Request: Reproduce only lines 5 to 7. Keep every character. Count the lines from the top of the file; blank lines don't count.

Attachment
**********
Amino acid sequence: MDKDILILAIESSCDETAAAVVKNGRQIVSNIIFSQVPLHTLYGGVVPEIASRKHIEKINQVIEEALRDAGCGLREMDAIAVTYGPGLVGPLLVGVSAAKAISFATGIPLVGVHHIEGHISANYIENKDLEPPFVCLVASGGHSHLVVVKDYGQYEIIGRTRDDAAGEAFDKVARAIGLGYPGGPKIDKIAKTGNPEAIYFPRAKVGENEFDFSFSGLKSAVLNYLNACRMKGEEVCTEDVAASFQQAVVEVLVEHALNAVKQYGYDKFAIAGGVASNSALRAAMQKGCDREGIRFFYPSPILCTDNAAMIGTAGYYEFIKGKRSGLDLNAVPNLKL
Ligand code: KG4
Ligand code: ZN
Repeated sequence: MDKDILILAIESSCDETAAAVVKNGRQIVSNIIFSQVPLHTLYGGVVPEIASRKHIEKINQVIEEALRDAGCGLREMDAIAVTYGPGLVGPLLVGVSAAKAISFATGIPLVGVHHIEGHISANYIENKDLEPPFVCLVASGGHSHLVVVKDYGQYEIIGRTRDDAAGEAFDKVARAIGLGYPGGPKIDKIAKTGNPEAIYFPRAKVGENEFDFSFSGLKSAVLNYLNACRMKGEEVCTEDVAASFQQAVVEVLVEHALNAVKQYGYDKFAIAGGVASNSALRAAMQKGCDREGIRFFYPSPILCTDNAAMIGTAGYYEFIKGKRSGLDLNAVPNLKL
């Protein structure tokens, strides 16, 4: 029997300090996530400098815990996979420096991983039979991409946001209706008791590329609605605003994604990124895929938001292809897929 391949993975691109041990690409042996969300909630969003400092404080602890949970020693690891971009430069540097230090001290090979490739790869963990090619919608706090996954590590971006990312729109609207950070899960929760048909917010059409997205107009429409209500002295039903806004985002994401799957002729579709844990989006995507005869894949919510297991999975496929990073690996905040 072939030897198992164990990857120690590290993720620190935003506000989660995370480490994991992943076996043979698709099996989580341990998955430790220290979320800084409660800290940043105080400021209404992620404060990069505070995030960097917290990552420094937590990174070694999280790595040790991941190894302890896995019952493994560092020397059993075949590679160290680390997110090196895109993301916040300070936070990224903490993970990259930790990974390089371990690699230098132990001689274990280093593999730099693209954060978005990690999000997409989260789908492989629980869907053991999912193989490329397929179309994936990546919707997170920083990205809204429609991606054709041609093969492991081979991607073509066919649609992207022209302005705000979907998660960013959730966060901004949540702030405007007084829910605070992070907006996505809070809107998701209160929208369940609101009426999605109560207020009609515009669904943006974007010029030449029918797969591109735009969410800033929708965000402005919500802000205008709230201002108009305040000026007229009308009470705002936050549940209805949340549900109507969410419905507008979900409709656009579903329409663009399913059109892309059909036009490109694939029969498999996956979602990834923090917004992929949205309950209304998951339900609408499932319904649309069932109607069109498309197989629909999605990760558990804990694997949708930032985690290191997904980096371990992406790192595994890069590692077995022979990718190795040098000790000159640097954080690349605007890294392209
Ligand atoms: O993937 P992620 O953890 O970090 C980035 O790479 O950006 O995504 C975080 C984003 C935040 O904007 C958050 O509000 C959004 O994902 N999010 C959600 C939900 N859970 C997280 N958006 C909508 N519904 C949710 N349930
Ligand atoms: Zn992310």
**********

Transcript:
């Protein structure tokens, strides 16, 4: 029997300090996530400098815990996979420096991983039979991409946001209706008791590329609605605003994604990124895929938001292809897929 391949993975691109041990690409042996969300909630969003400092404080602890949970020693690891971009430069540097230090001290090979490739790869963990090619919608706090996954590590971006990312729109609207950070899960929760048909917010059409997205107009429409209500002295039903806004985002994401799957002729579709844990989006995507005869894949919510297991999975496929990073690996905040 072939030897198992164990990857120690590290993720620190935003506000989660995370480490994991992943076996043979698709099996989580341990998955430790220290979320800084409660800290940043105080400021209404992620404060990069505070995030960097917290990552420094937590990174070694999280790595040790991941190894302890896995019952493994560092020397059993075949590679160290680390997110090196895109993301916040300070936070990224903490993970990259930790990974390089371990690699230098132990001689274990280093593999730099693209954060978005990690999000997409989260789908492989629980869907053991999912193989490329397929179309994936990546919707997170920083990205809204429609991606054709041609093969492991081979991607073509066919649609992207022209302005705000979907998660960013959730966060901004949540702030405007007084829910605070992070907006996505809070809107998701209160929208369940609101009426999605109560207020009609515009669904943006974007010029030449029918797969591109735009969410800033929708965000402005919500802000205008709230201002108009305040000026007229009308009470705002936050549940209805949340549900109507969410419905507008979900409709656009579903329409663009399913059109892309059909036009490109694939029969498999996956979602990834923090917004992929949205309950209304998951339900609408499932319904649309069932109607069109498309197989629909999605990760558990804990694997949708930032985690290191997904980096371990992406790192595994890069590692077995022979990718190795040098000790000159640097954080690349605007890294392209
Ligand atoms: O993937 P992620 O953890 O970090 C980035 O790479 O950006 O995504 C975080 C984003 C935040 O904007 C958050 O509000 C959004 O994902 N999010 C959600 C939900 N859970 C997280 N958006 C909508 N519904 C949710 N349930
Ligand atoms: Zn992310």